All hope within destruction
Metalcore is on its last legs.
There is a website that calls itself the American Nihilist Underground Society that argues that “Metal and Christianity are enemies.” San Diego’s As I Lay Dying have set out to disprove that very theory, bringing their God-fearing music to the metalcore fold, and have their position as one of the forefront bands of the scene to show for it.
As I Lay Dying, after the William Faulkner novel, is an oddly romantic name becoming increasingly unsuited to an outfit whose closest point of call is In Flames and Hatebreed. This has never been more evident than on their fourth disc, an album that does away with all the melodramatic excess that found them favor with the mainstream crowd and crafts a controlled blast of vicious metal that bares their bones and revolutionizes their sound—there’s a reason this project was originally intended to be christened Evolution.
You really get the feeling while listening to An Ocean Between Us that they were aiming for all-out heaviness; left behind for the most part are their Iron Maiden tribute guitar harmonies, the oft-clumsy melodic vocal passages that dragged 2005’s Shadows Are Security down ridiculously due to ill-timing (and when they do return here it’s in particularly cheesy doses—opener “Nothing Left” goes for a Ricky Martin chant-along chorus, no less). Even the solos of guitarists Nick Hipa and Phil Sgrosso are wisely confined to two brief interludes, “Separation” and “Departed”; the latter is a surprising expression of twiddly Muse wankery.
This leaves them to knuckle down to dissonant flurries of choppy, down-tuned distortions, whiz-kick drumming, and all-over meatier music… the result is their peak as of yet. Jordan Mancino has improved tenfold on the kit; his hyperspeed double-kick is a blur that punctuates the rapid-firing guitars. And the roars of vocalist Tim Lambesis are far more powerful and mature than the throaty half-scream that was his home on Shadows Are Security.
Nothing could change his outlook, however; his song-writing is still melancholic and unusually poetic, with usually just a single verse comprising a song—“How many years have we waited / For a ship that never set sail? / I sat ashore and watched / As one hopeless wave crashed upon another,” he snarls. The middle of An Ocean Between Us constitutes the bulk of its burly new style—unusually, it gets its worst tracks out of the way first, with the title track and the energetic but uneven “Nothing Left” acting as mere warm-ups to the ‘unofficial’ single “Within Destruction”, an all-too-devastating example of the band’s uncompromising new look. A tumble-dryer of incisive guitar parts and drums that literally hiss, the cut maintains a brisk, furious pace and is utterly devoid of those unnecessary melodies.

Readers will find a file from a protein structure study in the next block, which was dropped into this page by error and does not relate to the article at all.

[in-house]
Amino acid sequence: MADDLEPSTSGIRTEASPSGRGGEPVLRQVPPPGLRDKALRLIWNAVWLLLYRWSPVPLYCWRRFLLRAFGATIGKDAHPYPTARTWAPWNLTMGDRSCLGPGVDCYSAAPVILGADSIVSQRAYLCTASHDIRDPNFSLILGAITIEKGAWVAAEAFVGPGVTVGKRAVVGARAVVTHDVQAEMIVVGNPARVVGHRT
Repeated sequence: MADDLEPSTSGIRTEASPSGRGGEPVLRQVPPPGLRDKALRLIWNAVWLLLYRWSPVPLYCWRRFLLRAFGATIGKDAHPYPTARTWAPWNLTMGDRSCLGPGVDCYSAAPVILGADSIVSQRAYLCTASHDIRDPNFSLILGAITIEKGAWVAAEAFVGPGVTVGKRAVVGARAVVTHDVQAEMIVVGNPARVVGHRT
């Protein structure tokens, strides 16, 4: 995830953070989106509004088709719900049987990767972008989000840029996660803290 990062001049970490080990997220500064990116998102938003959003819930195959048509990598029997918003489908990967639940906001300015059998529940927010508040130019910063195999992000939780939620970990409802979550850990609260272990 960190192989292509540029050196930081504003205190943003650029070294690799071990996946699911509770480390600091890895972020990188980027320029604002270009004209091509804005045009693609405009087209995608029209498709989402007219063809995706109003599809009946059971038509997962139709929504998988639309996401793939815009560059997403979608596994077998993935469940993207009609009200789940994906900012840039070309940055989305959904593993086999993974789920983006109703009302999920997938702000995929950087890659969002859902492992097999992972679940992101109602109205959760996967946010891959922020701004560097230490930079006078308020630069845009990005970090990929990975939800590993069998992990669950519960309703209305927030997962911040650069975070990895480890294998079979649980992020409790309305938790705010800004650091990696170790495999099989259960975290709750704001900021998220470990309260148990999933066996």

“Wrath Upon Ourselves” and “The Sound of Truth” are veritable steamrollers apiece, one wild discord cutting with the sharpness of a hundred razors, transferring effortlessly to the next, pinned down by Mancino’s mighty and relentless stick-pummeling. “Comfort Betrays” and “Bury Us All” run for less than three minutes, true examples of a band pushing themselves to their very base limits. And it works a treat: when As I Lay Dying get going they’re truly a force to be reckoned with, harder and leaner than any metalcore band out there. So much so that when they declare “This is who we are” on the album’s last track, you actually believe them. How much stronger An Ocean Between Us would be if not for its closing minute of piano, if it faded out to the feedback of its last, broken guitar chord.
Perhaps the biggest surprise of all relating to the band’s fourth disc is that it was produced by Killswitch Engage mainman Adam Dutkiewicz. The album is as far a cry from his typical resonant, clear-as-a-bell production as a metal record can be… bursting forth with a burning, unstoppable up-against-the-wall intensity, reaching that rare status of being throbbingly heavy and not remotely self-parodying.
Regardless of that, An Ocean Between Us is better than both Killswitch’s As Daylight Dies and Shadows Are Security, and the best metalcore spin of the year. As I Lay Dying hate being labeled a Christian band, but God would surely be proud that An Ocean Between Us shatters its way to high heaven.
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// Sound Affects
"The man whose songs were recorded by Johnny Cash, Alan Jackson, Ricky Skaggs, David Allan Coe, The Highwaymen, and countless others succumbs to time’s cruel cue that the only token of permanence we have to offer are the effects of shared moments and memories.READ the article